Yoga for Beginners with Lilly Bechtel

Saturdays, 9:00-10:15am

This beginner-friendly class offers a foundational understanding of yoga as a practice of personal change. Introduction to gentle, alignment-based physical postures, breath work and meditation will provide students with the building blocks for furthering a practice and discovering its unique implications in their daily lives.

 Inspired by her study of Kripalu and Trauma-Sensitive Yoga, Lilly’s teaching is founded in the belief that the greatest personal power is born of self-awareness. In addition to offering her students tools for practice, her primary purpose is to invite her students to listen to and learn from themselves.

 

Kripalu yoga is a style originating from Hatha yoga whose central emphasis is on compassion. Although Kripalu classes are offered at various levels, all students are encouraged to explore a practice that is personally nourishing and supportive of their own wisdom.

Trauma-Sensitive Yoga, a style developed by yoga teacher David Emerson and Bessel Van der Kolk of the Trauma Center, combines current neuroscience and yoga principles to work somatically with students recovering from trauma. The most important elements of a Trauma-Sensitive class are offering safety, predictability and control to the students in order to restore them to a sense of trust in and ownership of their own experience.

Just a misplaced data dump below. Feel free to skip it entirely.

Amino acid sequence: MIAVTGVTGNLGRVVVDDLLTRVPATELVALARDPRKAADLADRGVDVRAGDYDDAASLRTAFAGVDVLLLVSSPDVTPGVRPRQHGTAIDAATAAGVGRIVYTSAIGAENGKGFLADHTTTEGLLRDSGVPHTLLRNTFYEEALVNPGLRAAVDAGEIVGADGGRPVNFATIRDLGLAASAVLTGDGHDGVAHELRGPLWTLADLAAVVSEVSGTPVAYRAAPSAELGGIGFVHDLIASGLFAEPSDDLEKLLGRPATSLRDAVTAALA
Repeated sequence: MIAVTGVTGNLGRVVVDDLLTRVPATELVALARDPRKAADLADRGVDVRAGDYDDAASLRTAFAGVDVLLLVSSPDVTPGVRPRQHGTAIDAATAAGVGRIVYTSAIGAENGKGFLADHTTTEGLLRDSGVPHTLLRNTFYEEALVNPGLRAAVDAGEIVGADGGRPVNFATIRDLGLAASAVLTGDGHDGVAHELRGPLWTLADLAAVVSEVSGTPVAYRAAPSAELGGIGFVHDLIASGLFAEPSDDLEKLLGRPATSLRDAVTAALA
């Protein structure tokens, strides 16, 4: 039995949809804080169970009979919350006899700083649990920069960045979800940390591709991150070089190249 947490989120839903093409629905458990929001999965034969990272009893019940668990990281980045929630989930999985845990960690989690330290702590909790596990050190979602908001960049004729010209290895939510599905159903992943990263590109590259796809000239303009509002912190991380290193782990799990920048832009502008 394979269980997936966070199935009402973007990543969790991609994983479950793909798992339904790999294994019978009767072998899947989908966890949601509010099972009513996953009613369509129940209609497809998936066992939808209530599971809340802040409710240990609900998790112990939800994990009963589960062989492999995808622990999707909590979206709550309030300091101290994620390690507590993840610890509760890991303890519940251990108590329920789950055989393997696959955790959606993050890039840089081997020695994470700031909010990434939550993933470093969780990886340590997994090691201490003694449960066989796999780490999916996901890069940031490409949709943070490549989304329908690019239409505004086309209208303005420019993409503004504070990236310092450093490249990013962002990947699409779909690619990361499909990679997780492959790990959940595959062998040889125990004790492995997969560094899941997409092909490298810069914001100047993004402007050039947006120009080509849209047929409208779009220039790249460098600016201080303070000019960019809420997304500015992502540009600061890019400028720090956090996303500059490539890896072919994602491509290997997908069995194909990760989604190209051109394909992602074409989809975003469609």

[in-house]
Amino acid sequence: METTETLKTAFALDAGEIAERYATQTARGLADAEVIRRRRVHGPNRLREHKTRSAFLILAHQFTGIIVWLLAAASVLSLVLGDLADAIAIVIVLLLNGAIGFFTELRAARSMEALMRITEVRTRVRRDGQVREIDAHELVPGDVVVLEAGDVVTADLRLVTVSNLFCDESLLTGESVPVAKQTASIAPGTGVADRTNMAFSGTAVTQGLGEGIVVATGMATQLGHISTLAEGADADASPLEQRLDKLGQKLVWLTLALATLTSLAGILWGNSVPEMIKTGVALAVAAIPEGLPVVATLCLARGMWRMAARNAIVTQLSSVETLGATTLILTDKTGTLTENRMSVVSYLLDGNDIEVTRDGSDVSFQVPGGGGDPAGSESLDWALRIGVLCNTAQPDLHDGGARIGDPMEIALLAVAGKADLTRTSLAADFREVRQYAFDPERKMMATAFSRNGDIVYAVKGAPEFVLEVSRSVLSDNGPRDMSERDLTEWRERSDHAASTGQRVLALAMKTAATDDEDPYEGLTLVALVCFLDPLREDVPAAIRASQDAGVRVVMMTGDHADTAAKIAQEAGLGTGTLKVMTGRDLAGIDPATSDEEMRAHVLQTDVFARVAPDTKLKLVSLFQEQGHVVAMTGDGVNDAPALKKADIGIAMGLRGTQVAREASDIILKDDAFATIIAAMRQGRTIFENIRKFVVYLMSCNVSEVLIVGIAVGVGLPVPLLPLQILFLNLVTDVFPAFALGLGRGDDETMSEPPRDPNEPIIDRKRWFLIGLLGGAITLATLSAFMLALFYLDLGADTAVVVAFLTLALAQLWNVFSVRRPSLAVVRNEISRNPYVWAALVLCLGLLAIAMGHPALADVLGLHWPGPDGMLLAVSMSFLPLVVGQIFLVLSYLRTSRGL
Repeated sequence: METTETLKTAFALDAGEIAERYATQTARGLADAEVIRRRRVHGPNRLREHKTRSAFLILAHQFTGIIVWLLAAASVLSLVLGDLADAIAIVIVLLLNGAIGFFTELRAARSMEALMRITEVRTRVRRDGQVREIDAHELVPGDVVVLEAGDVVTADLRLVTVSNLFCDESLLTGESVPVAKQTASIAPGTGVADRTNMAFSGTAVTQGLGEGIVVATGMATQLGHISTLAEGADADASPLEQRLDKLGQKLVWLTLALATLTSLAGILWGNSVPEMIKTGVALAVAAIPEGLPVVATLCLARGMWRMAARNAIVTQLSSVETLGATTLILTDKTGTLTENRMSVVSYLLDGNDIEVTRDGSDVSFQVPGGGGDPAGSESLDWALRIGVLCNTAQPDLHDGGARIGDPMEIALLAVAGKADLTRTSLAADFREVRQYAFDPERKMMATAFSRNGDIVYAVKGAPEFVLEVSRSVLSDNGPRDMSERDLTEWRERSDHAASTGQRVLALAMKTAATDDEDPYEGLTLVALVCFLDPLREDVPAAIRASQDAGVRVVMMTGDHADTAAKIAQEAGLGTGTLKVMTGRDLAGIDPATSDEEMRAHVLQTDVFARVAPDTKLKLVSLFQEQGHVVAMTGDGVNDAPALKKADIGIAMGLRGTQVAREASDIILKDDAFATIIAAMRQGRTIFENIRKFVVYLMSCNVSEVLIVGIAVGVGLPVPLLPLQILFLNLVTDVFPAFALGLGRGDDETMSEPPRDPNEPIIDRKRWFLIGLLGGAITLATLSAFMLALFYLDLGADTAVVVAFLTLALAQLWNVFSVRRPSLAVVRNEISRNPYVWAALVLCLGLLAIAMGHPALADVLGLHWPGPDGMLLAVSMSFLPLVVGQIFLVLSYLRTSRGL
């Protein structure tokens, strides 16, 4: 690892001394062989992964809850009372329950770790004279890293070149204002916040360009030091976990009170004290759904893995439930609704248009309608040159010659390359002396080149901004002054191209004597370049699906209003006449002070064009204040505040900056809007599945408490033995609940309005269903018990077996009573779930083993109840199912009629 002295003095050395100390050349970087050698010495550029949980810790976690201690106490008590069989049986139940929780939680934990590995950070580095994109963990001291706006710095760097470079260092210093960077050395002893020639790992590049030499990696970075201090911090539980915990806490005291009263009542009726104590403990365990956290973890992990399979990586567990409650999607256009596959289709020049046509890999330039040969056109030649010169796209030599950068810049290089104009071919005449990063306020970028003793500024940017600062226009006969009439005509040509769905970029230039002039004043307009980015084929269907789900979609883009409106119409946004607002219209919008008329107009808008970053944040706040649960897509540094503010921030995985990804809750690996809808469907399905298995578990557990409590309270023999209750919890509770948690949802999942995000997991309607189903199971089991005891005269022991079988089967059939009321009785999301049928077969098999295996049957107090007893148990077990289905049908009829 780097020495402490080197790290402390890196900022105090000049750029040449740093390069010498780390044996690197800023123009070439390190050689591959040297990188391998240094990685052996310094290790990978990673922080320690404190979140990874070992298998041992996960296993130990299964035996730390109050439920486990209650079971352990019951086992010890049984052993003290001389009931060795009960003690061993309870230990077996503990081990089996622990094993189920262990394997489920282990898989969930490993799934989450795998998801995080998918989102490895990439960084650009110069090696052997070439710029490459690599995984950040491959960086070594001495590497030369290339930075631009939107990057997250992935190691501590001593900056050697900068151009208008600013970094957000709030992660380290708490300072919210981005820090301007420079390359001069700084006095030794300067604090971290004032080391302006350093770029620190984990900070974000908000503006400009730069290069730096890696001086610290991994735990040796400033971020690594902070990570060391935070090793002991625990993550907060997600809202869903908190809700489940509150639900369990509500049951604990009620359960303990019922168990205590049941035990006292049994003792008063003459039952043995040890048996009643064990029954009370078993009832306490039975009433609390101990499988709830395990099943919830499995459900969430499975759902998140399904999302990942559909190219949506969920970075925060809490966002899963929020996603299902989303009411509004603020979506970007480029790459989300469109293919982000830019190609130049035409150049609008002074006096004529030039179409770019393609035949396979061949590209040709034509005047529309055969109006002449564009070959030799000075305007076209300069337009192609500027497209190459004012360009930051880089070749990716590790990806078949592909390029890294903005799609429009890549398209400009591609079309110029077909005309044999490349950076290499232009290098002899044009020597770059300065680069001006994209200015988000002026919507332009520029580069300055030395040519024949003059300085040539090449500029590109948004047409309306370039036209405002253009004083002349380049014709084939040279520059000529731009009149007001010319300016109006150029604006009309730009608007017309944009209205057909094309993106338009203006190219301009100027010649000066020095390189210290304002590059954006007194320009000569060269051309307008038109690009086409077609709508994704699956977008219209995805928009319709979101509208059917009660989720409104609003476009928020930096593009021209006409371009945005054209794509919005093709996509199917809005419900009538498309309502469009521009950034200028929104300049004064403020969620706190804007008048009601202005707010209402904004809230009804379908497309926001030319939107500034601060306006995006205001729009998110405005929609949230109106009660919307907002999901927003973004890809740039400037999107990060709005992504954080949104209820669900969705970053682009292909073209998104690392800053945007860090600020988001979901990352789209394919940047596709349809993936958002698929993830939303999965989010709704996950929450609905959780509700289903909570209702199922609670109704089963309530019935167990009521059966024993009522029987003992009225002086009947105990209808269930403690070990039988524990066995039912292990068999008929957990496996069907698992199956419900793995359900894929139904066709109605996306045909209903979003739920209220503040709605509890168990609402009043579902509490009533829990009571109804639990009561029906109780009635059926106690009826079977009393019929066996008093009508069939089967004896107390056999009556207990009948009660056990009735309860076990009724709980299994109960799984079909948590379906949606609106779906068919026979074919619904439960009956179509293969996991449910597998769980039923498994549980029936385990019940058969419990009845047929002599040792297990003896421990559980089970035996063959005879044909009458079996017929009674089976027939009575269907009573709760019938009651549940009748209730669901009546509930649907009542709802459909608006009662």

This class is drop-in friendly, meaning that no advanced registration is required. One drop-in class is $13, and our sliding scaled based on income is available.

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Lilly Bechtel is a Kripalu and Trauma-Informed Yoga instructor, writer and musician. With nine years of experience offering yoga in studios, correctional facilities, rehabs and hospitals, her teaching practice examines the relationship between self-empowerment and social change. Lilly believes if you can walk you can dance, if you can talk you can sing and if you can breathe, you can practice Yoga. Whether offering beginner or more advanced level classes, she invites her students to listen to their own music, intelligence and creativity.

Her writing has appeared in “USA Today”, “The Brooklyn Rail” “The Faster Times” “Public Books” “The Huffington Post” and “elephant journal.” She is currently working on a book based on interviews with veterans, which explores the role of mindfulness in the military. More information: Body Song Yoga.

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